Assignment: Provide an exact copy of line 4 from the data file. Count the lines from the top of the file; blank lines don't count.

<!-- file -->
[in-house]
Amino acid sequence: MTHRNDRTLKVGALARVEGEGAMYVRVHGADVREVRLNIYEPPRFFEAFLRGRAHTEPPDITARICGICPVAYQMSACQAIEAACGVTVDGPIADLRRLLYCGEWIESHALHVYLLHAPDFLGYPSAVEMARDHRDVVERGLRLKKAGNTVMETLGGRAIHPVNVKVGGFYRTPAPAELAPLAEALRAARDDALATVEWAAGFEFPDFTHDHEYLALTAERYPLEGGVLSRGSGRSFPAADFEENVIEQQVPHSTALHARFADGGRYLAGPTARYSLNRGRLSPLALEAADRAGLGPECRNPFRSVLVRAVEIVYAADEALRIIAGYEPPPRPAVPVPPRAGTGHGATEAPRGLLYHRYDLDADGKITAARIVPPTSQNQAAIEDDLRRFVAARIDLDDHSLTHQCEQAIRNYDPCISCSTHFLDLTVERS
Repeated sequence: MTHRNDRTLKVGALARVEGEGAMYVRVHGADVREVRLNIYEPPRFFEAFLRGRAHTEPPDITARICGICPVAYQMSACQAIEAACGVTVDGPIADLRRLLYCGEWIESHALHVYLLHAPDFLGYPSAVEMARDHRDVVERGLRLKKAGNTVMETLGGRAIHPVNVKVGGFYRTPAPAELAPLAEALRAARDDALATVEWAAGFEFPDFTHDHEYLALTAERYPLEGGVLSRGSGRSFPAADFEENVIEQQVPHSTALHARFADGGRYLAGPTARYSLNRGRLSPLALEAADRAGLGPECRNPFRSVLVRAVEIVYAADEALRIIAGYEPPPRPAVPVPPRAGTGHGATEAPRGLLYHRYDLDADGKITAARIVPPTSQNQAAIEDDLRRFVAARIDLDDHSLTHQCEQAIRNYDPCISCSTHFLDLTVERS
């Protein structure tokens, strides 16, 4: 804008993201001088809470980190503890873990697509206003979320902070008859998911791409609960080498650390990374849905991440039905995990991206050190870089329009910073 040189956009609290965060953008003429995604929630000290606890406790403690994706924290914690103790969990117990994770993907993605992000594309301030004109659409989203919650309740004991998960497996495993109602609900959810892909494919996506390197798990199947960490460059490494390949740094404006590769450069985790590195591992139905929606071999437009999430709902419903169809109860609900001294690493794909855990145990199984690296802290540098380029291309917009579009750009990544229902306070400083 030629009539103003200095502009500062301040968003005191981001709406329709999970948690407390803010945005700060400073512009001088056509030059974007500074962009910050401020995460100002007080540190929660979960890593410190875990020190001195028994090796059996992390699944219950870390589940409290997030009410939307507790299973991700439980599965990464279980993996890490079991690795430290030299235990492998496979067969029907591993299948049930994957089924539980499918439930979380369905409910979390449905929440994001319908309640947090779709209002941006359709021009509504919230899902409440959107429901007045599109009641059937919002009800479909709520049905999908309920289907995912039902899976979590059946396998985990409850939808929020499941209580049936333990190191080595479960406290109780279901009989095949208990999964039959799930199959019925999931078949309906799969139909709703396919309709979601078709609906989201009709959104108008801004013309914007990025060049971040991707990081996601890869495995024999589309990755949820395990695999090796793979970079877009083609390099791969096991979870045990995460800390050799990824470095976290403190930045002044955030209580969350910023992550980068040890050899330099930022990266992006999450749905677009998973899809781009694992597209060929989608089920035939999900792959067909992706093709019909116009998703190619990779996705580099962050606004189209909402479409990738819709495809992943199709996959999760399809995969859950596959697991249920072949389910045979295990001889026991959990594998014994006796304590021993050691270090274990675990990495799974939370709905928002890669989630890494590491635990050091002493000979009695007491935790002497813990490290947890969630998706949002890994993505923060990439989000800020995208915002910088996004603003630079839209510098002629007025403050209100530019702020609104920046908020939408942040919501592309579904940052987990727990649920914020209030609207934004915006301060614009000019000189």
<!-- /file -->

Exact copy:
């Protein structure tokens, strides 16, 4: 804008993201001088809470980190503890873990697509206003979320902070008859998911791409609960080498650390990374849905991440039905995990991206050190870089329009910073 040189956009609290965060953008003429995604929630000290606890406790403690994706924290914690103790969990117990994770993907993605992000594309301030004109659409989203919650309740004991998960497996495993109602609900959810892909494919996506390197798990199947960490460059490494390949740094404006590769450069985790590195591992139905929606071999437009999430709902419903169809109860609900001294690493794909855990145990199984690296802290540098380029291309917009579009750009990544229902306070400083 030629009539103003200095502009500062301040968003005191981001709406329709999970948690407390803010945005700060400073512009001088056509030059974007500074962009910050401020995460100002007080540190929660979960890593410190875990020190001195028994090796059996992390699944219950870390589940409290997030009410939307507790299973991700439980599965990464279980993996890490079991690795430290030299235990492998496979067969029907591993299948049930994957089924539980499918439930979380369905409910979390449905929440994001319908309640947090779709209002941006359709021009509504919230899902409440959107429901007045599109009641059937919002009800479909709520049905999908309920289907995912039902899976979590059946396998985990409850939808929020499941209580049936333990190191080595479960406290109780279901009989095949208990999964039959799930199959019925999931078949309906799969139909709703396919309709979601078709609906989201009709959104108008801004013309914007990025060049971040991707990081996601890869495995024999589309990755949820395990695999090796793979970079877009083609390099791969096991979870045990995460800390050799990824470095976290403190930045002044955030209580969350910023992550980068040890050899330099930022990266992006999450749905677009998973899809781009694992597209060929989608089920035939999900792959067909992706093709019909116009998703190619990779996705580099962050606004189209909402479409990738819709495809992943199709996959999760399809995969859950596959697991249920072949389910045979295990001889026991959990594998014994006796304590021993050691270090274990675990990495799974939370709905928002890669989630890494590491635990050091002493000979009695007491935790002497813990490290947890969630998706949002890994993505923060990439989000800020995208915002910088996004603003630079839209510098002629007025403050209100530019702020609104920046908020939408942040919501592309579904940052987990727990649920914020209030609207934004915006301060614009000019000189």